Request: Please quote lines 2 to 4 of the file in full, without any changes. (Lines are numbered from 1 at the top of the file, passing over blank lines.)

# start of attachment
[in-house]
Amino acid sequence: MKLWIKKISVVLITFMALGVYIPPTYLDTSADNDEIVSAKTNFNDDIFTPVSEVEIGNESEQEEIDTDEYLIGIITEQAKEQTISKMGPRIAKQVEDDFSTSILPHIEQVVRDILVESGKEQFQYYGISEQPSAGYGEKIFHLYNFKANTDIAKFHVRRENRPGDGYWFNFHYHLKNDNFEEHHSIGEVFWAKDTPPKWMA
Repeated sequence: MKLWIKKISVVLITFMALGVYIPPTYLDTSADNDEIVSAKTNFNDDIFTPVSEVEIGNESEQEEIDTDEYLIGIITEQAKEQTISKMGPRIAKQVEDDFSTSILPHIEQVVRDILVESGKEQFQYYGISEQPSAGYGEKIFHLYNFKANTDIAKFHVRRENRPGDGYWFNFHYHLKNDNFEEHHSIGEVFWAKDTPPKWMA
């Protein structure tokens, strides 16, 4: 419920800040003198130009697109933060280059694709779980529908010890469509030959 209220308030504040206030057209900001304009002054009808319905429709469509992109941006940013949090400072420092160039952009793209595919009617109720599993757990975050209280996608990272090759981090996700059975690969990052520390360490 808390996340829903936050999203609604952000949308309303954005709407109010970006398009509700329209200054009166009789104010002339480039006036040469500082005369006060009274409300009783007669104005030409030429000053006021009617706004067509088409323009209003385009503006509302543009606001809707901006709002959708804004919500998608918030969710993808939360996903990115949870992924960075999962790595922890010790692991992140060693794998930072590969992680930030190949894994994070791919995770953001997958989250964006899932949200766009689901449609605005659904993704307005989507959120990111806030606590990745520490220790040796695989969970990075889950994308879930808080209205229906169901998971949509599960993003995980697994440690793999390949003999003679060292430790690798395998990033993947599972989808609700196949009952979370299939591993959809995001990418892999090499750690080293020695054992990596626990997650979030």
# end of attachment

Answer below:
Amino acid sequence: MKLWIKKISVVLITFMALGVYIPPTYLDTSADNDEIVSAKTNFNDDIFTPVSEVEIGNESEQEEIDTDEYLIGIITEQAKEQTISKMGPRIAKQVEDDFSTSILPHIEQVVRDILVESGKEQFQYYGISEQPSAGYGEKIFHLYNFKANTDIAKFHVRRENRPGDGYWFNFHYHLKNDNFEEHHSIGEVFWAKDTPPKWMA
Repeated sequence: MKLWIKKISVVLITFMALGVYIPPTYLDTSADNDEIVSAKTNFNDDIFTPVSEVEIGNESEQEEIDTDEYLIGIITEQAKEQTISKMGPRIAKQVEDDFSTSILPHIEQVVRDILVESGKEQFQYYGISEQPSAGYGEKIFHLYNFKANTDIAKFHVRRENRPGDGYWFNFHYHLKNDNFEEHHSIGEVFWAKDTPPKWMA
């Protein structure tokens, strides 16, 4: 419920800040003198130009697109933060280059694709779980529908010890469509030959 209220308030504040206030057209900001304009002054009808319905429709469509992109941006940013949090400072420092160039952009793209595919009617109720599993757990975050209280996608990272090759981090996700059975690969990052520390360490 808390996340829903936050999203609604952000949308309303954005709407109010970006398009509700329209200054009166009789104010002339480039006036040469500082005369006060009274409300009783007669104005030409030429000053006021009617706004067509088409323009209003385009503006509302543009606001809707901006709002959708804004919500998608918030969710993808939360996903990115949870992924960075999962790595922890010790692991992140060693794998930072590969992680930030190949894994994070791919995770953001997958989250964006899932949200766009689901449609605005659904993704307005989507959120990111806030606590990745520490220790040796695989969970990075889950994308879930808080209205229906169901998971949509599960993003995980697994440690793999390949003999003679060292430790690798395998990033993947599972989808609700196949009952979370299939591993959809995001990418892999090499750690080293020695054992990596626990997650979030």